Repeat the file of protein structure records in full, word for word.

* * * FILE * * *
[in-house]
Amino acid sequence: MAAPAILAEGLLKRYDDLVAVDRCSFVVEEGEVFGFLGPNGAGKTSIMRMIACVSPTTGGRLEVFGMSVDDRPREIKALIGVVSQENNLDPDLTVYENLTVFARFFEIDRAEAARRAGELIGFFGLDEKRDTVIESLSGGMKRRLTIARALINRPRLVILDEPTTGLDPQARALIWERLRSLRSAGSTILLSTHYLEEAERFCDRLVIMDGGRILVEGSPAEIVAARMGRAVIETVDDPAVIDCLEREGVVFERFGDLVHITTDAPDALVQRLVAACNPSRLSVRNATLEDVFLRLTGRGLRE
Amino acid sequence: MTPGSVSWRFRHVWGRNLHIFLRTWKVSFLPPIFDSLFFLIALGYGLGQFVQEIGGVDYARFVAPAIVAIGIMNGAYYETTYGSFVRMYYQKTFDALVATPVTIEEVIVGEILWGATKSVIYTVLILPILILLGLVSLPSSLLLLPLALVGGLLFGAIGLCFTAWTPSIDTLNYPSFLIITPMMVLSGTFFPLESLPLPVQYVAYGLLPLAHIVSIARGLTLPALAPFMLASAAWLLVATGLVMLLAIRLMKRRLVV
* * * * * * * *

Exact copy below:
[in-house]
Amino acid sequence: MAAPAILAEGLLKRYDDLVAVDRCSFVVEEGEVFGFLGPNGAGKTSIMRMIACVSPTTGGRLEVFGMSVDDRPREIKALIGVVSQENNLDPDLTVYENLTVFARFFEIDRAEAARRAGELIGFFGLDEKRDTVIESLSGGMKRRLTIARALINRPRLVILDEPTTGLDPQARALIWERLRSLRSAGSTILLSTHYLEEAERFCDRLVIMDGGRILVEGSPAEIVAARMGRAVIETVDDPAVIDCLEREGVVFERFGDLVHITTDAPDALVQRLVAACNPSRLSVRNATLEDVFLRLTGRGLRE
Amino acid sequence: MTPGSVSWRFRHVWGRNLHIFLRTWKVSFLPPIFDSLFFLIALGYGLGQFVQEIGGVDYARFVAPAIVAIGIMNGAYYETTYGSFVRMYYQKTFDALVATPVTIEEVIVGEILWGATKSVIYTVLILPILILLGLVSLPSSLLLLPLALVGGLLFGAIGLCFTAWTPSIDTLNYPSFLIITPMMVLSGTFFPLESLPLPVQYVAYGLLPLAHIVSIARGLTLPALAPFMLASAAWLLVATGLVMLLAIRLMKRRLVV